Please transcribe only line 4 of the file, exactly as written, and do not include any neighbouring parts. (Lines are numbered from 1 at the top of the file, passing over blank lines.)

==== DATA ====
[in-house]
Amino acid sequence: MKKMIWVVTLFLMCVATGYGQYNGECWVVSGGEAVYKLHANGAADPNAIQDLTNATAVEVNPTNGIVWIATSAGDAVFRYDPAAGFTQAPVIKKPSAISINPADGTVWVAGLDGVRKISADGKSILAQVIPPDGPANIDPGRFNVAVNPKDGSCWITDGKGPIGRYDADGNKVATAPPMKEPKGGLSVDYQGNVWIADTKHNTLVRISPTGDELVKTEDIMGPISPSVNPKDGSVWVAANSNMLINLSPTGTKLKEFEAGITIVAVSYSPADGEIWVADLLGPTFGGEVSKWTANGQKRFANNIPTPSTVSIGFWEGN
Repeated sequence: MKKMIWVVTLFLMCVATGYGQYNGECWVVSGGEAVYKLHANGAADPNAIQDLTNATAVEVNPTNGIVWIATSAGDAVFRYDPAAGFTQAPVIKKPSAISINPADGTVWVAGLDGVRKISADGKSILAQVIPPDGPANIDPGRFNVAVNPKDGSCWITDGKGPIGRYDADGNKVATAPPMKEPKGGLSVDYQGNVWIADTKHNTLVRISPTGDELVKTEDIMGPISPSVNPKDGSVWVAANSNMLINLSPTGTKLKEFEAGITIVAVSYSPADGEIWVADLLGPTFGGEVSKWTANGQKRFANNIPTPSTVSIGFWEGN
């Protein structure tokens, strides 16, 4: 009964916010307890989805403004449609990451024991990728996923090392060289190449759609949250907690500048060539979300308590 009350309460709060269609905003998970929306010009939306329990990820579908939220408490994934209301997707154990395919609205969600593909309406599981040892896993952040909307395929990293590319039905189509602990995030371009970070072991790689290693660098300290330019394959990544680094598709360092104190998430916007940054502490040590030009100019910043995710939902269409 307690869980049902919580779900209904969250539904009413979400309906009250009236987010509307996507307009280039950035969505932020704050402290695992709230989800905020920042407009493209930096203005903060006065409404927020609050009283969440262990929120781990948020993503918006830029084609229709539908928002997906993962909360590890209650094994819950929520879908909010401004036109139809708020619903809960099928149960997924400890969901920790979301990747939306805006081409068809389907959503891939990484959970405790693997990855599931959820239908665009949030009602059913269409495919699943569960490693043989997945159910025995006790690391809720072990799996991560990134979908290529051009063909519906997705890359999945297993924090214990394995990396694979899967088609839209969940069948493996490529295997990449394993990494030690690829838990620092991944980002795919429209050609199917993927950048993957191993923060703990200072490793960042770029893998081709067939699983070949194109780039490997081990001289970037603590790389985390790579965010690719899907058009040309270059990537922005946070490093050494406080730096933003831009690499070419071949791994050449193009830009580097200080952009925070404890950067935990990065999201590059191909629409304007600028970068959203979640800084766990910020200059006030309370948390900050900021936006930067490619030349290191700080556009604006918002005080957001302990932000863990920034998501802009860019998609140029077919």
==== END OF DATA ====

């Protein structure tokens, strides 16, 4: 009964916010307890989805403004449609990451024991990728996923090392060289190449759609949250907690500048060539979300308590 009350309460709060269609905003998970929306010009939306329990990820579908939220408490994934209301997707154990395919609205969600593909309406599981040892896993952040909307395929990293590319039905189509602990995030371009970070072991790689290693660098300290330019394959990544680094598709360092104190998430916007940054502490040590030009100019910043995710939902269409 307690869980049902919580779900209904969250539904009413979400309906009250009236987010509307996507307009280039950035969505932020704050402290695992709230989800905020920042407009493209930096203005903060006065409404927020609050009283969440262990929120781990948020993503918006830029084609229709539908928002997906993962909360590890209650094994819950929520879908909010401004036109139809708020619903809960099928149960997924400890969901920790979301990747939306805006081409068809389907959503891939990484959970405790693997990855599931959820239908665009949030009602059913269409495919699943569960490693043989997945159910025995006790690391809720072990799996991560990134979908290529051009063909519906997705890359999945297993924090214990394995990396694979899967088609839209969940069948493996490529295997990449394993990494030690690829838990620092991944980002795919429209050609199917993927950048993957191993923060703990200072490793960042770029893998081709067939699983070949194109780039490997081990001289970037603590790389985390790579965010690719899907058009040309270059990537922005946070490093050494406080730096933003831009690499070419071949791994050449193009830009580097200080952009925070404890950067935990990065999201590059191909629409304007600028970068959203979640800084766990910020200059006030309370948390900050900021936006930067490619030349290191700080556009604006918002005080957001302990932000863990920034998501802009860019998609140029077919």